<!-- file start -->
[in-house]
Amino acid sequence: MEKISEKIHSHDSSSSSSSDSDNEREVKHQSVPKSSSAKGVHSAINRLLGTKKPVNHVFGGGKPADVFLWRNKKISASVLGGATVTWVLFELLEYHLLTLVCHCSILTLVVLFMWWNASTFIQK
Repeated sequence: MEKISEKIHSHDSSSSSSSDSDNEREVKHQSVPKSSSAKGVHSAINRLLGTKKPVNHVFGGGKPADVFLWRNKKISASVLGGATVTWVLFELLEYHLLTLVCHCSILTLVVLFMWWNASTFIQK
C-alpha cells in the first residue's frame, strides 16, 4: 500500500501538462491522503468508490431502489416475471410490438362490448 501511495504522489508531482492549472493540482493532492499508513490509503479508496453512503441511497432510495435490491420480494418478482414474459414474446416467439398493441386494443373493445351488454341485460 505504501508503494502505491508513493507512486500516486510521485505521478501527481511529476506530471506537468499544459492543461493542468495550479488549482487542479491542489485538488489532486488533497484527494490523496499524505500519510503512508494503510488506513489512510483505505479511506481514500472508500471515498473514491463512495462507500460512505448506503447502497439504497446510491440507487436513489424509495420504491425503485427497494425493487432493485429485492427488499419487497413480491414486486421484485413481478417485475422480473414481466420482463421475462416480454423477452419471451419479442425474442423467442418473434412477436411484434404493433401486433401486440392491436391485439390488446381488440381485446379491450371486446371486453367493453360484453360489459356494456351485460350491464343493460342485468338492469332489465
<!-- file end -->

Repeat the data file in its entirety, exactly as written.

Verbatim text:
[in-house]
Amino acid sequence: MEKISEKIHSHDSSSSSSSDSDNEREVKHQSVPKSSSAKGVHSAINRLLGTKKPVNHVFGGGKPADVFLWRNKKISASVLGGATVTWVLFELLEYHLLTLVCHCSILTLVVLFMWWNASTFIQK
Repeated sequence: MEKISEKIHSHDSSSSSSSDSDNEREVKHQSVPKSSSAKGVHSAINRLLGTKKPVNHVFGGGKPADVFLWRNKKISASVLGGATVTWVLFELLEYHLLTLVCHCSILTLVVLFMWWNASTFIQK
C-alpha cells in the first residue's frame, strides 16, 4: 500500500501538462491522503468508490431502489416475471410490438362490448 501511495504522489508531482492549472493540482493532492499508513490509503479508496453512503441511497432510495435490491420480494418478482414474459414474446416467439398493441386494443373493445351488454341485460 505504501508503494502505491508513493507512486500516486510521485505521478501527481511529476506530471506537468499544459492543461493542468495550479488549482487542479491542489485538488489532486488533497484527494490523496499524505500519510503512508494503510488506513489512510483505505479511506481514500472508500471515498473514491463512495462507500460512505448506503447502497439504497446510491440507487436513489424509495420504491425503485427497494425493487432493485429485492427488499419487497413480491414486486421484485413481478417485475422480473414481466420482463421475462416480454423477452419471451419479442425474442423467442418473434412477436411484434404493433401486433401486440392491436391485439390488446381488440381485446379491450371486446371486453367493453360484453360489459356494456351485460350491464343493460342485468338492469332489465